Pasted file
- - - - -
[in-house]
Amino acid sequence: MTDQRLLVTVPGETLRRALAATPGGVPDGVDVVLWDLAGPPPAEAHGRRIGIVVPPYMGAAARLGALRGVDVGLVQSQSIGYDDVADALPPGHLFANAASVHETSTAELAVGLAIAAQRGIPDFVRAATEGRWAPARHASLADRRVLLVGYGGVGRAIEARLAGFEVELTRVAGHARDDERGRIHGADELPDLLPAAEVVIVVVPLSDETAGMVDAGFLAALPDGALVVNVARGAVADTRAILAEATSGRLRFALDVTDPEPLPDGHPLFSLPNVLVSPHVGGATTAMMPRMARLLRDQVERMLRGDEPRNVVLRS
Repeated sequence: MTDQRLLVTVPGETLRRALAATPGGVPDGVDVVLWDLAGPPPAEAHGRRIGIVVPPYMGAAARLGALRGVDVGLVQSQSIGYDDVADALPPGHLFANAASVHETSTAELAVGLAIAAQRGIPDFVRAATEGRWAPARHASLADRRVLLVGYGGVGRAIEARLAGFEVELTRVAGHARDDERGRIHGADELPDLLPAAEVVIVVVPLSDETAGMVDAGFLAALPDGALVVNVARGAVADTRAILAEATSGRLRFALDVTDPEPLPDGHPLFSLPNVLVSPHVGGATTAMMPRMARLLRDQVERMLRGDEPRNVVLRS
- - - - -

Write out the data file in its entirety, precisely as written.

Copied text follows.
[in-house]
Amino acid sequence: MTDQRLLVTVPGETLRRALAATPGGVPDGVDVVLWDLAGPPPAEAHGRRIGIVVPPYMGAAARLGALRGVDVGLVQSQSIGYDDVADALPPGHLFANAASVHETSTAELAVGLAIAAQRGIPDFVRAATEGRWAPARHASLADRRVLLVGYGGVGRAIEARLAGFEVELTRVAGHARDDERGRIHGADELPDLLPAAEVVIVVVPLSDETAGMVDAGFLAALPDGALVVNVARGAVADTRAILAEATSGRLRFALDVTDPEPLPDGHPLFSLPNVLVSPHVGGATTAMMPRMARLLRDQVERMLRGDEPRNVVLRS
Repeated sequence: MTDQRLLVTVPGETLRRALAATPGGVPDGVDVVLWDLAGPPPAEAHGRRIGIVVPPYMGAAARLGALRGVDVGLVQSQSIGYDDVADALPPGHLFANAASVHETSTAELAVGLAIAAQRGIPDFVRAATEGRWAPARHASLADRRVLLVGYGGVGRAIEARLAGFEVELTRVAGHARDDERGRIHGADELPDLLPAAEVVIVVVPLSDETAGMVDAGFLAALPDGALVVNVARGAVADTRAILAEATSGRLRFALDVTDPEPLPDGHPLFSLPNVLVSPHVGGATTAMMPRMARLLRDQVERMLRGDEPRNVVLRS